Monday, April 28, 2008

Over and out for young Americans

The Primera A season has come to an end for the young American prospects plying their trade in Mexico's second division. As none of the three players we've kept tabs on here are on teams that will participate in the Primera A playoffs, the only chance of game time the players have will be for their respective top flight clubs in Week 17 and/or Liguilla.

Here's a look at the players, their stats and where they may end up in the future.

Sonny Guadarrama, Morelia: 8 games, 7 starts, 636 minutes; 2 goals. Guadarrama got some playing time for Morelia in the first division, but that was under deposed coach David Patino. Since Luis Fernando Tena took over on March 22, Guadarrama has been exclusively with the reserves. Morelia, though, struggled mightily down the stretch and Guadarrama could still not find his way back to the top flight. In limited time with Morelia, Guadarrama struggled. He had a red card in 18 minutes of action this season.

Sammy Ochoa: 16 games, 16 starts; 1,403 minutes; 7 goals, 3 yellow cards, 1 red card. The former US Under-20 forward had a strong campaign for Tecos A. He scored seven goals and was a consistent starter, missing just one match during the season. Tecos' front office, tough, has a history of making poor decisions and whether Ochoa can crack his way onto the first division team remains to be seen. At best Ochoa has proven he can withstand the rigors of a campaign and has a scorer's touch to boot, and that alone should warrant some playing time.

Jesus Padilla: 14 games, 14 starts; 1,208 minutes; 3 goals, 1 yellow card. More Mexican than cactus but less talented than it too. Padilla has regressed this season, and likely would have done so had his true background not been revealed. Worse, Padilla was passed over for promotion a week ago. When Chivas boss Efrain Flores reached down to Tapatio for a forward, he chose Antonio Salazar instead of Padilla, and Salazar responded with a goal in a 4-0 win over Puebla.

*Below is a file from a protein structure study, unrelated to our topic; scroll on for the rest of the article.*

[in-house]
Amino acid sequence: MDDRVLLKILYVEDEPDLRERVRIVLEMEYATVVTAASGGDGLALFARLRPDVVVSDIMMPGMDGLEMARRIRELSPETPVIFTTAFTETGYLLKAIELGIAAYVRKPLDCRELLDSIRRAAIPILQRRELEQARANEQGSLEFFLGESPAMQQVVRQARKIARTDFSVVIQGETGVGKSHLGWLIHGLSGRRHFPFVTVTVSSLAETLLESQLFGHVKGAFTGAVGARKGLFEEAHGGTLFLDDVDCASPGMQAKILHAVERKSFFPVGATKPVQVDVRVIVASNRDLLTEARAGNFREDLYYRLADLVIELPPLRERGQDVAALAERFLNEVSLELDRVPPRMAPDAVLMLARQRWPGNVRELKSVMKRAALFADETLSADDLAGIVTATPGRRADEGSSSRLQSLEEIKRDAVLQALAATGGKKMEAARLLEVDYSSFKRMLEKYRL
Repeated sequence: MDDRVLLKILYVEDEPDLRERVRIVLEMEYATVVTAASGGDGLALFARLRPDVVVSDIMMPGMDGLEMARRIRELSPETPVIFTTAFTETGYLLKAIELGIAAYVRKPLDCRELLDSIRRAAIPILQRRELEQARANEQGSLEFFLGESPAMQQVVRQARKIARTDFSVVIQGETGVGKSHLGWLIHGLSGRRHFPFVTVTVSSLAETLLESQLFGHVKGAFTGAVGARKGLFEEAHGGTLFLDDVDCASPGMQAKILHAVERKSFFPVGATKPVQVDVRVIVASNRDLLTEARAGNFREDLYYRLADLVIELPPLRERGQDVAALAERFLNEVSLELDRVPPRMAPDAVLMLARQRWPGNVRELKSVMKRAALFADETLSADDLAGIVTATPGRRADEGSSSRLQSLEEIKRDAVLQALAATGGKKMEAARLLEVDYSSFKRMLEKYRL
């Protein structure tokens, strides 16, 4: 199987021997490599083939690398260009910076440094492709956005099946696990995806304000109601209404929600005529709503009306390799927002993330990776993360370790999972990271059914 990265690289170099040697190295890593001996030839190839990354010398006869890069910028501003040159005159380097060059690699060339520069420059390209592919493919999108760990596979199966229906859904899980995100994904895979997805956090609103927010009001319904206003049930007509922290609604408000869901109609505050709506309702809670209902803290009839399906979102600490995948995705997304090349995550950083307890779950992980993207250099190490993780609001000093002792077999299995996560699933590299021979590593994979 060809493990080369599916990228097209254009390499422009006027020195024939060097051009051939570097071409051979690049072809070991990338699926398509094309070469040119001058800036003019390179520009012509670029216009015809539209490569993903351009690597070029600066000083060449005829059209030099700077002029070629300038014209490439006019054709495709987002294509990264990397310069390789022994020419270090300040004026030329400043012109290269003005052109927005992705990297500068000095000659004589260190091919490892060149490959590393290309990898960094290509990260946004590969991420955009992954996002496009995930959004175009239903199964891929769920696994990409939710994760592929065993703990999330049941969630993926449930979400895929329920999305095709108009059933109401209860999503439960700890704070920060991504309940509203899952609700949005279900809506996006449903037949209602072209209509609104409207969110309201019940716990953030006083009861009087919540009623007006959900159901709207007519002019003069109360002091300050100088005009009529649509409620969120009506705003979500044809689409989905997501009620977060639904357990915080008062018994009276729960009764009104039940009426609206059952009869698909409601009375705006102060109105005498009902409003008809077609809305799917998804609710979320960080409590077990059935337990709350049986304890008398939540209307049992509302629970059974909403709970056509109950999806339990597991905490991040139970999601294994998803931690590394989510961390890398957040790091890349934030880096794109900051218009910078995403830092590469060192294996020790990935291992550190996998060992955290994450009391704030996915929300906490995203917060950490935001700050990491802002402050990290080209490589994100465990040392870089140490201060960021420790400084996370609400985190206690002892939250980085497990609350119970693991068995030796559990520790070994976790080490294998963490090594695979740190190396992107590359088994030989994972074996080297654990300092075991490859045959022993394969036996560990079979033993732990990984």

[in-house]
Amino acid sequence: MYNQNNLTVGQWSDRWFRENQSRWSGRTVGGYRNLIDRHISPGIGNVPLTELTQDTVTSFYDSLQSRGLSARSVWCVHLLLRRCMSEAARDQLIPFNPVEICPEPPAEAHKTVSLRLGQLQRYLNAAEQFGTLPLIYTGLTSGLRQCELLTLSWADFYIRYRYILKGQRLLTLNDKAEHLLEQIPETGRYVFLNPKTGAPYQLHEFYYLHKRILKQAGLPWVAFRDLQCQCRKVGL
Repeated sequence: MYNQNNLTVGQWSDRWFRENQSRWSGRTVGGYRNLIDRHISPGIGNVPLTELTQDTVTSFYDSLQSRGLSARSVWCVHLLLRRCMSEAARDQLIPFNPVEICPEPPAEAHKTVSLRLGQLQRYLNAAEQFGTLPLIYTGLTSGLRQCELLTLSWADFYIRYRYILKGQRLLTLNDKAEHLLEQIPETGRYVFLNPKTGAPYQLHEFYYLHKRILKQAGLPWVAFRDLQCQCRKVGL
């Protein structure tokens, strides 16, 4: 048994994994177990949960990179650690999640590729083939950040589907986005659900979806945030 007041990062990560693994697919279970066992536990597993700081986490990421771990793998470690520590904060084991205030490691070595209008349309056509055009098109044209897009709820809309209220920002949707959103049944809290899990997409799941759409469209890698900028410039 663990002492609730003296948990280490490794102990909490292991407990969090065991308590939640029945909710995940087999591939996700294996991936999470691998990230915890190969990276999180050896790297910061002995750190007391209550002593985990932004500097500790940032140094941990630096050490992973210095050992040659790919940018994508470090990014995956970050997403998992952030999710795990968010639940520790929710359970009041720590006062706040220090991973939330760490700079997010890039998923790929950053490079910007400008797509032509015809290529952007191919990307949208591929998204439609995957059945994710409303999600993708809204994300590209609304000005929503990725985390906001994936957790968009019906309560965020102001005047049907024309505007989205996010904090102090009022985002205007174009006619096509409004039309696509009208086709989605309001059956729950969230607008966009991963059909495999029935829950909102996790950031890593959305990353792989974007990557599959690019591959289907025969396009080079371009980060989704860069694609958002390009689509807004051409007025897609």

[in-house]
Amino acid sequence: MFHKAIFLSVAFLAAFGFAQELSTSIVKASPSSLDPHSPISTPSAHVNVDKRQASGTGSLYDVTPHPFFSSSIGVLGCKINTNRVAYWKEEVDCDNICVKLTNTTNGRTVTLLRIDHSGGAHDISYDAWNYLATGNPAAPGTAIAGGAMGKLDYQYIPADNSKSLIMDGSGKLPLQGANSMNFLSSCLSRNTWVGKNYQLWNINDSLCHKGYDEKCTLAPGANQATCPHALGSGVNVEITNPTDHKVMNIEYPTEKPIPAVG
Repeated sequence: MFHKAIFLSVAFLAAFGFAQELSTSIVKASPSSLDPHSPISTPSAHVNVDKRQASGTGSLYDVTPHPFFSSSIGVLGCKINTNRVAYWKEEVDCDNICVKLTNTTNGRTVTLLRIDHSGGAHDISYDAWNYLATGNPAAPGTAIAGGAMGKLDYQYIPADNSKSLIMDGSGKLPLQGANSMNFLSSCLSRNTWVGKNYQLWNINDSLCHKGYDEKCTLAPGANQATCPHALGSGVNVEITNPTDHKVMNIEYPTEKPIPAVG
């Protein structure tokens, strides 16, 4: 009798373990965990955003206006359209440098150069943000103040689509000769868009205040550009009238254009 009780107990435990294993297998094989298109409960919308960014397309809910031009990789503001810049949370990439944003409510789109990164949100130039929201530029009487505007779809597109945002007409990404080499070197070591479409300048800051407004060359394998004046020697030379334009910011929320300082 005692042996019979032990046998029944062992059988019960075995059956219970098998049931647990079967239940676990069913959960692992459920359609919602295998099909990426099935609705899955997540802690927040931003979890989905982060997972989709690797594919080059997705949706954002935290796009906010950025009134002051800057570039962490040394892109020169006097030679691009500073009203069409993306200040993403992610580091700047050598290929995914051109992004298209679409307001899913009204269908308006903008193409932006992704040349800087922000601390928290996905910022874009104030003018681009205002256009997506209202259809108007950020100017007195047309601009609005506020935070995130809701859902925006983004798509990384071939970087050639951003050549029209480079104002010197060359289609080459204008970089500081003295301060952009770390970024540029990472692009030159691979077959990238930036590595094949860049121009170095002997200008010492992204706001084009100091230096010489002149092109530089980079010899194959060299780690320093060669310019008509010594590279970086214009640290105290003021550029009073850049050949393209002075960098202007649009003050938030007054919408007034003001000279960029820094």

There were at least five other American-born players who saw time in the second division this year. My most glaring omission was Texas native Marco Vidal of Indios. Vidal was a regular on the Juarez side and finished out the season with a 90-minute effort against Salamanca. Also, Noel Castillo is with Indios as well though he did not appear with them during this season. Edgar's younger brother saw time with Santos' second division side during this Clausura campaign before his departure. Additionally, Monterrey A has within its ranks Robert Adrian Debaca of New Mexico while Carlos Borja played some minutes with Tapatio.

It's difficult to keep tabs on youngsters in the second division but it's even more difficult to find out about them in the first place. But this trend of Americans in Mexico will likely only continue to grow as a growing number of young Americans head down to Mexico to try out for Mexican clubs. When this topic has come up among coaches, players and soccer officials in general, that youngsters doing so is not in question; it's just a question of how many go down there and how many more will continue to make their way onto First Division rosters. So maybe in the upcoming editions of these updates, I could coin this "Futbol mexicano. Hecho en los Estados Unidos."

3 comments:

Anonymous said...

Maybe they can play for Fulham next season. Oops! They'll be playing first division there too. At least they speak English, alledgedly.

Anonymous said...

hey luis,

interesting post. i sometimes wonder if you forget that many of these players are mexican, too. many of these kids don't even take foreign roster spots in mexico when they go play there.

you've headlined the series 'sangre americana,' which i always thought was interesting... in my view, these kids are also 'sangre mexicana' -- i mean that's if 'sangre' is supposed to illustrate some kind of lineage/nationality.

shows the fallacy of borders and nationalities... the fallacy of that wall that's being built along the us/mexico border...

let's not forget that california's history being part of "america" is not even that long to begin with.

the border has always been a fluid place with populations moving up and down and state agencies attempting to control (rather unsuccesfully) this flow.

having said all this, i love your blog and the issues you and ac raise on a regular basis, love that you guys cover mexican "soccer" from a particular (and unique) point of view -- i find it all really refreshing.

sorry for the long-winded response. i'll shut up for a while now.

saludos, d

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